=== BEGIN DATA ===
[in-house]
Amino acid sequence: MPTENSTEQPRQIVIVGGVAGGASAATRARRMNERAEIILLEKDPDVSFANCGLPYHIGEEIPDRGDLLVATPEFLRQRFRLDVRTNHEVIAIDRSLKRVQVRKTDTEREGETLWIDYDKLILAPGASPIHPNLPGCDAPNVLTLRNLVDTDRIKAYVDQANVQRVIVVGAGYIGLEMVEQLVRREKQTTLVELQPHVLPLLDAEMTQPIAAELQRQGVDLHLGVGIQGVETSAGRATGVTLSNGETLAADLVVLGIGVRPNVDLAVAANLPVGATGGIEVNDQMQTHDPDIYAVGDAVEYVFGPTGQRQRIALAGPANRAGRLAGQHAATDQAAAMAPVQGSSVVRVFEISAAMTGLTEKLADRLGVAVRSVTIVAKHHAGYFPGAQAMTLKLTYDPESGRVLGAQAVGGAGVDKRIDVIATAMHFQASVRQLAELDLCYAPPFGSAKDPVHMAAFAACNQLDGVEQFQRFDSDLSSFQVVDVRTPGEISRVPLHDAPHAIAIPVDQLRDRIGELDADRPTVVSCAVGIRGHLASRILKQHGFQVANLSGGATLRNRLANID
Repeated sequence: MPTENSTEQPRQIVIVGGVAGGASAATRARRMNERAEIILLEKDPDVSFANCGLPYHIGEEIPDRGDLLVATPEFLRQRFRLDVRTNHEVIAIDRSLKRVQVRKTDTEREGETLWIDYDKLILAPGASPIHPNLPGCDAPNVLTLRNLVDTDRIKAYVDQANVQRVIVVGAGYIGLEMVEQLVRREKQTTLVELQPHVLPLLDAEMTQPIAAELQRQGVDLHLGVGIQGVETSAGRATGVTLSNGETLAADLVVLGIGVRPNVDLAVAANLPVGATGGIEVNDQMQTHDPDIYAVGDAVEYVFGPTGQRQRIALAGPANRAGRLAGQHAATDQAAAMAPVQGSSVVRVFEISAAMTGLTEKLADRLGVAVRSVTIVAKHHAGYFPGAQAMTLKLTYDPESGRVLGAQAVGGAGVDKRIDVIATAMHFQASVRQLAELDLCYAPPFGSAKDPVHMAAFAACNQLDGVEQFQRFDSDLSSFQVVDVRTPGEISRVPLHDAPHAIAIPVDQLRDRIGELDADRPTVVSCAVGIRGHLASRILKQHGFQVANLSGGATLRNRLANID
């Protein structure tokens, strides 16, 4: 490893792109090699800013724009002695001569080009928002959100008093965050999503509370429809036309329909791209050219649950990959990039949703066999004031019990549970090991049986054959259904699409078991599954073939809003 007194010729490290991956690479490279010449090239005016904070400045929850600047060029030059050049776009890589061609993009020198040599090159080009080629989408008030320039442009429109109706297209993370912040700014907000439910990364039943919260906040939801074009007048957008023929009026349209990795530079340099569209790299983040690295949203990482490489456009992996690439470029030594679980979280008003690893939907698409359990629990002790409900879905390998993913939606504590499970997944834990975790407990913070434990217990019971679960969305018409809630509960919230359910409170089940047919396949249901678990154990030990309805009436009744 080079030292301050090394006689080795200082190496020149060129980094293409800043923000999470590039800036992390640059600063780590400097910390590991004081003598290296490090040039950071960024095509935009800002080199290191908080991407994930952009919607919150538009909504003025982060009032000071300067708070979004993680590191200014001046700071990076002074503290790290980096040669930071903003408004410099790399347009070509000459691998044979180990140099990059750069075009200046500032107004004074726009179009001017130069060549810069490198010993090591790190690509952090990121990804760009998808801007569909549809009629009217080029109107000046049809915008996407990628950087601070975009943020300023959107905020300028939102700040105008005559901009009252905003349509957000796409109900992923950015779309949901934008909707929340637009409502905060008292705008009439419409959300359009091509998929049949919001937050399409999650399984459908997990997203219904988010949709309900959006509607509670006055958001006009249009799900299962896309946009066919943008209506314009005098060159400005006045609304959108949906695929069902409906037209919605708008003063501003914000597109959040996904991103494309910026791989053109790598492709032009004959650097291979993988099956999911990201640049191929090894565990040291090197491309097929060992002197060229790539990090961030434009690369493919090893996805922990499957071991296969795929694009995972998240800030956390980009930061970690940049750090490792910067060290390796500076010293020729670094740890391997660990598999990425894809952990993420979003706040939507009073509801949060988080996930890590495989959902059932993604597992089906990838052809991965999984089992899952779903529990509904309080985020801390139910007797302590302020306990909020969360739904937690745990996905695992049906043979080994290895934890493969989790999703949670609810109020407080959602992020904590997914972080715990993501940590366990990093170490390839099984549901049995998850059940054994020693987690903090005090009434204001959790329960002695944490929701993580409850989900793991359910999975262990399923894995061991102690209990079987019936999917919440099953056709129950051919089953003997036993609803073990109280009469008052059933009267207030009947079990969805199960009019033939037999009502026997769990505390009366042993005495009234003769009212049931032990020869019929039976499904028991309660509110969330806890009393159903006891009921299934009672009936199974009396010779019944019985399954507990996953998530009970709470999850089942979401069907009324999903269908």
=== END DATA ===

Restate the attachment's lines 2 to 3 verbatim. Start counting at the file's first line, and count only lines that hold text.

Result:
Amino acid sequence: MPTENSTEQPRQIVIVGGVAGGASAATRARRMNERAEIILLEKDPDVSFANCGLPYHIGEEIPDRGDLLVATPEFLRQRFRLDVRTNHEVIAIDRSLKRVQVRKTDTEREGETLWIDYDKLILAPGASPIHPNLPGCDAPNVLTLRNLVDTDRIKAYVDQANVQRVIVVGAGYIGLEMVEQLVRREKQTTLVELQPHVLPLLDAEMTQPIAAELQRQGVDLHLGVGIQGVETSAGRATGVTLSNGETLAADLVVLGIGVRPNVDLAVAANLPVGATGGIEVNDQMQTHDPDIYAVGDAVEYVFGPTGQRQRIALAGPANRAGRLAGQHAATDQAAAMAPVQGSSVVRVFEISAAMTGLTEKLADRLGVAVRSVTIVAKHHAGYFPGAQAMTLKLTYDPESGRVLGAQAVGGAGVDKRIDVIATAMHFQASVRQLAELDLCYAPPFGSAKDPVHMAAFAACNQLDGVEQFQRFDSDLSSFQVVDVRTPGEISRVPLHDAPHAIAIPVDQLRDRIGELDADRPTVVSCAVGIRGHLASRILKQHGFQVANLSGGATLRNRLANID
Repeated sequence: MPTENSTEQPRQIVIVGGVAGGASAATRARRMNERAEIILLEKDPDVSFANCGLPYHIGEEIPDRGDLLVATPEFLRQRFRLDVRTNHEVIAIDRSLKRVQVRKTDTEREGETLWIDYDKLILAPGASPIHPNLPGCDAPNVLTLRNLVDTDRIKAYVDQANVQRVIVVGAGYIGLEMVEQLVRREKQTTLVELQPHVLPLLDAEMTQPIAAELQRQGVDLHLGVGIQGVETSAGRATGVTLSNGETLAADLVVLGIGVRPNVDLAVAANLPVGATGGIEVNDQMQTHDPDIYAVGDAVEYVFGPTGQRQRIALAGPANRAGRLAGQHAATDQAAAMAPVQGSSVVRVFEISAAMTGLTEKLADRLGVAVRSVTIVAKHHAGYFPGAQAMTLKLTYDPESGRVLGAQAVGGAGVDKRIDVIATAMHFQASVRQLAELDLCYAPPFGSAKDPVHMAAFAACNQLDGVEQFQRFDSDLSSFQVVDVRTPGEISRVPLHDAPHAIAIPVDQLRDRIGELDADRPTVVSCAVGIRGHLASRILKQHGFQVANLSGGATLRNRLANID